Ellicott City Skateboard Master Reaches New Heights

October 21, 1990|By Dolly Merritt

After a hectic day, Tim Morris knows how to unwind.

At night, when no one else is around, he heads for a bank parking lot near the Mall in Columbia, turns up the stereo, opens the hatchback of his car, and pulls out his skateboard.

"I get off into my own world and get away from my problems," said Morris, 27, of Ellicott City.

In fact, the skateboard has changed Morris' world considerably.

He was 12 years old when he got his first skateboard, as a Christmas gift. He and his friends were soon traveling everywhere on the rolling boards.

"It was more practical than bikes," Morris recalled.

Soon after, he entered his first amateur contest in Reisterstown and came in second in the freestyle category. That success spurred him to enter other contests.

In 1986, Morris was selected to be a member of the U.S. Amateur Skateboard Team, which would compete in that year's World's Fair Expo in Vancouver, Canada. The team won first place out of about 20 teams from around the world. Morris took second place for overall performance and fourth place in the freestyle division in that contest.

The next year, Morris became the first competitor from the East Coast since 1981 to win the Stubbies Challenge, an international skateboard contest in Carson, Calif.

Two years ago he went pro. Since then, he's competed in several other national and international contests, always placing near the top.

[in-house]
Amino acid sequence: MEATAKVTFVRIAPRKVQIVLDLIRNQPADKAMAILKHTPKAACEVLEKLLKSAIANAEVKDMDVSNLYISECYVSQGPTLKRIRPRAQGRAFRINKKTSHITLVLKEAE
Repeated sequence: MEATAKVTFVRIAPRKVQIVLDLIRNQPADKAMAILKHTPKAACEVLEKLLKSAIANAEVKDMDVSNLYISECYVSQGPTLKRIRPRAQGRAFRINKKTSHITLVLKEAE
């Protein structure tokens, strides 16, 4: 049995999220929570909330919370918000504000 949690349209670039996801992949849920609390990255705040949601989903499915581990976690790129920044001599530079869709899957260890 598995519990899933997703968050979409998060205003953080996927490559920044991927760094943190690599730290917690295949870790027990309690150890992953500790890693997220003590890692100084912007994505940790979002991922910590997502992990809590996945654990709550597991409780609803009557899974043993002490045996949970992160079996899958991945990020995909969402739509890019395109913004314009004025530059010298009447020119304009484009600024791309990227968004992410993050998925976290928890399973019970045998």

He has also acquired six sponsors, including Converse Shoes and Walker Skate Boards, and has been featured in skateboard magazines and Boys Life Magazine. Morris also performed for an instructional skateboard video produced by Pantheon Video Productions of Scottsdale, Ariz.

"Skateboarding has changed," he said. "It has become an athletic endeavor and it's not just people decked out in black leather jackets doing punk rock."

Morris, a 1981 graduate of Oakland Mills High School, is the antithesis of that stereotype. His conservative, close-cropped haircut belies any images of half-shaven locks. A white T-shirt sporting the name of a sponsor provides the only hint of Morris' skateboard career.

But the ascent to professional status, though quick, hasn't been as smooth as Morris would like.

"The hardest thing for me is to get into the top five (competitors); it's hard breaking through their reputation," Morris said.

An easier task is entertaining the crowds, which appears to be no obstacle to Morris.

When the Columbia resident rides his skateboard during a demonstration to promote one of his sponsors, chances are he will perform an "Ollie," the "360s," or a "Pogo" -- three skateboard tricks that are usually crowd pleasers. As a freestyle skateboard rider, he needs to perform as many tricks as he can that include rotational, flipping and bouncing feats.

"Skateboarding is open to creativity," said Morris. "You have to be careful to know what kind of judges will be (at competitions). You want to include crowd pleasers as well as difficult maneuvers. It's like a game.

You can create the weirdest tricks; but if there's no impact on the crowd, the judges are influenced," he said.

Morris typically spends about three weeks preparing for competitions, learning new tricks and combinations and working them into a sequence of moves.

He also meets in Delaware each summer with a professional trainer from the National Skateboard Association. That trainer, Barry Zaritsky, coaches Morris for future contests. His efforts have taken Morris from 16th to fourth in the rankings for the National Amateur title.

"I feel like I have gotten everything out of the dream I have always had about skateboarding," Morris said.

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